WASHINGTON – Rep. Steny Hoyer, D-Mechanicsville, has one of the most active leadership PACs among House Democrats, a sure sign to political observers that he is looking to move up in party ranks.
Hoyer, who is now in the top 10 Democratic leaders in the House, acknowledged he will likely make a bid for the No. 2 position should Democrats win control of the House in 2000.
“I think I’m going to run for whip,” Hoyer said.
But Hoyer said the immediate goal of his leadership political action committee, AmeriPAC: The Fund for a Greater America, is to help get more Democrats elected to Congress. It is all part of his current job as chairman of the Democratic Steering Committee, he said.
Leadership PACs are typically used by powerful politicians to raise money for other candidates who need a helping hand. But it is also a good way for the leadership PAC’s organizer to build support among the rank and file.
James Gimpel, an associate professor of government and politics at the University of Maryland College Park, said providing funds to candidates in close elections can make those candidates feel obligated to return the favor.
“That may well be handy in a Democratic caucus or a leadership convention,” he said. “Having a leadership PAC which attracts funds does extend your influence.”
Hoyer agreed that his leadership PAC could be useful, should he attempt to move up. “I don’t think there’s any doubt that if you help a candidate, they will help you,” he said.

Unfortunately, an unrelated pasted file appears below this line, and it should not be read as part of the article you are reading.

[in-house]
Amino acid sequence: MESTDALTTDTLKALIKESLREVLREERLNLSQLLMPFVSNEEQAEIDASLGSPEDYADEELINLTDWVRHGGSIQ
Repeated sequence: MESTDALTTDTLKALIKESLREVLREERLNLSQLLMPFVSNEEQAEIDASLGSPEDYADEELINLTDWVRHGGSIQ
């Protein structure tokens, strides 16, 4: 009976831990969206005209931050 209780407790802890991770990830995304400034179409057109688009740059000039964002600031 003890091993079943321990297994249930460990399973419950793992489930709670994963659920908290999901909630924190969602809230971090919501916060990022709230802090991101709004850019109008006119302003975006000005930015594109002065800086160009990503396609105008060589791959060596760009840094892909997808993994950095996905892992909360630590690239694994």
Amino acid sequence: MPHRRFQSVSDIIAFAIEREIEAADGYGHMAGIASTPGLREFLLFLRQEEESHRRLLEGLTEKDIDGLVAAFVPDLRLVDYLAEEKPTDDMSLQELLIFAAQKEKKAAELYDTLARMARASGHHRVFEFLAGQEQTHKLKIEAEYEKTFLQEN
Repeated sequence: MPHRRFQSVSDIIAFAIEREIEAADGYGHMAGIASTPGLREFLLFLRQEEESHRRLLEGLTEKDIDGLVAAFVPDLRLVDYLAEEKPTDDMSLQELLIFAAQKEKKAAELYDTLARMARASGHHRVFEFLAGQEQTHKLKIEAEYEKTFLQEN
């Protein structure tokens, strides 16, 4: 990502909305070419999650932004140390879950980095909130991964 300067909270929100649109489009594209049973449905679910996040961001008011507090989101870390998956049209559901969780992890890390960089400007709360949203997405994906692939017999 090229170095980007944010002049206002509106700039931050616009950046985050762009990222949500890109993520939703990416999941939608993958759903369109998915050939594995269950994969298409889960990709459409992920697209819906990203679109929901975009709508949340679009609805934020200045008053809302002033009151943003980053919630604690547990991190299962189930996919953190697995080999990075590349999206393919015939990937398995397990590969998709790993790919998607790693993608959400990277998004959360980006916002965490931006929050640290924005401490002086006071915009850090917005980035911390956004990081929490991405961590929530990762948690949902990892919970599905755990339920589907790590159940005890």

While Hoyer has raised more than $5.4 million since 1990 for his own campaigns, his leadership PAC has raised almost $300,000, according to the Center for Responsive Politics.
AmeriPAC was the third-most active among House Democrats in the 1998 elections, distributing $111,000 to 53 candidates, including $9,000 to Rep. Lois Capp of California and $6,000 Rep. Mark Udall of Colorado.
House freshmen are especially indebted for help from a leadership PAC, said Douglas Hodgkin, a political science professor at Bates College in Maine. “If they’ve helped a new member, of course that new member is going to be very grateful,” Hodgkin said.
AmeriPAC has raised just over $51,000 for the 2000 elections so far and has handed out $13,000, third highest again, behind House Speaker Richard Gephardt of Missouri and House Minority Whip David Bonior of Michigan.
Hoyer said he has already targeted a number of Democratic incumbents and challengers for 2000, including two in Maryland: former Capitol Hill staffer Terry Lierman, who will challenge Rep. Constance Morella, R-Bethesda, and Delegate K. Bennett Bozman, D-Worcester, who plans to challenge Rep. Wayne Gilchrest, R-Kennedyville.
Hoyer is the only Maryland congressman, Democrat or Republican, with a leadership PAC, according to the Center for Responsive Politics.
He could not say how much impact the PAC, which is limited to giving $10,000 to any one campaign in an election cycle, has had on the final outcome of House races. “It would be difficult to say that your contribution was critical,” he said.
But he said any run for whip would be irrelevant if his party does not win a majority next fall.
“The fact is that unless we’re successful in winning a majority, it won’t matter,” he said. “So I think it’s in all our best interests.”